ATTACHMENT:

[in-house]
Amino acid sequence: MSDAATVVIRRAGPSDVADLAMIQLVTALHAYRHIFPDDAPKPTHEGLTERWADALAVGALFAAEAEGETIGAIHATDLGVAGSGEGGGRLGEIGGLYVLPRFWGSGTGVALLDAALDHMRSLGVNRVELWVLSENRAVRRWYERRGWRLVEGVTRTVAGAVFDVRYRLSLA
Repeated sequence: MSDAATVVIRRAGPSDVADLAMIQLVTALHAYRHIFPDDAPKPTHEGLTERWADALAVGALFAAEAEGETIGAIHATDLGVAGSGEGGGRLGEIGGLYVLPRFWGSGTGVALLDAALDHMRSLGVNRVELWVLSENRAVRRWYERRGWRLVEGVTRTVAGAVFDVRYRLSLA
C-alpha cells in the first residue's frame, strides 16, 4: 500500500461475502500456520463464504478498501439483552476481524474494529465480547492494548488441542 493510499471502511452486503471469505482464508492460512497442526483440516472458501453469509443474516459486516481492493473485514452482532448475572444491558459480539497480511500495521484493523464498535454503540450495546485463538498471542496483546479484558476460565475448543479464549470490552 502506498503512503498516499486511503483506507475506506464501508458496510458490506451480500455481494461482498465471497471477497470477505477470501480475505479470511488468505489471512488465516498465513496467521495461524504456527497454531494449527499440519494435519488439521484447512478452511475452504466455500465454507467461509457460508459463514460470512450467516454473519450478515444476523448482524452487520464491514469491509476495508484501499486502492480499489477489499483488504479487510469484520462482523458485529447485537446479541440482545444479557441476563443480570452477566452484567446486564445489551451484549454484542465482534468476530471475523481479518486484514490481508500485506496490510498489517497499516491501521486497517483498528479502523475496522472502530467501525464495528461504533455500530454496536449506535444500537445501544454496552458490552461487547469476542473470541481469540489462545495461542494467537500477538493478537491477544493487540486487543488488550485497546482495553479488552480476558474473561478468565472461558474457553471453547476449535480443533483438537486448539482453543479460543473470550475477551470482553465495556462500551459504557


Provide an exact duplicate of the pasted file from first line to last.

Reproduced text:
[in-house]
Amino acid sequence: MSDAATVVIRRAGPSDVADLAMIQLVTALHAYRHIFPDDAPKPTHEGLTERWADALAVGALFAAEAEGETIGAIHATDLGVAGSGEGGGRLGEIGGLYVLPRFWGSGTGVALLDAALDHMRSLGVNRVELWVLSENRAVRRWYERRGWRLVEGVTRTVAGAVFDVRYRLSLA
Repeated sequence: MSDAATVVIRRAGPSDVADLAMIQLVTALHAYRHIFPDDAPKPTHEGLTERWADALAVGALFAAEAEGETIGAIHATDLGVAGSGEGGGRLGEIGGLYVLPRFWGSGTGVALLDAALDHMRSLGVNRVELWVLSENRAVRRWYERRGWRLVEGVTRTVAGAVFDVRYRLSLA
C-alpha cells in the first residue's frame, strides 16, 4: 500500500461475502500456520463464504478498501439483552476481524474494529465480547492494548488441542 493510499471502511452486503471469505482464508492460512497442526483440516472458501453469509443474516459486516481492493473485514452482532448475572444491558459480539497480511500495521484493523464498535454503540450495546485463538498471542496483546479484558476460565475448543479464549470490552 502506498503512503498516499486511503483506507475506506464501508458496510458490506451480500455481494461482498465471497471477497470477505477470501480475505479470511488468505489471512488465516498465513496467521495461524504456527497454531494449527499440519494435519488439521484447512478452511475452504466455500465454507467461509457460508459463514460470512450467516454473519450478515444476523448482524452487520464491514469491509476495508484501499486502492480499489477489499483488504479487510469484520462482523458485529447485537446479541440482545444479557441476563443480570452477566452484567446486564445489551451484549454484542465482534468476530471475523481479518486484514490481508500485506496490510498489517497499516491501521486497517483498528479502523475496522472502530467501525464495528461504533455500530454496536449506535444500537445501544454496552458490552461487547469476542473470541481469540489462545495461542494467537500477538493478537491477544493487540486487543488488550485497546482495553479488552480476558474473561478468565472461558474457553471453547476449535480443533483438537486448539482453543479460543473470550475477551470482553465495556462500551459504557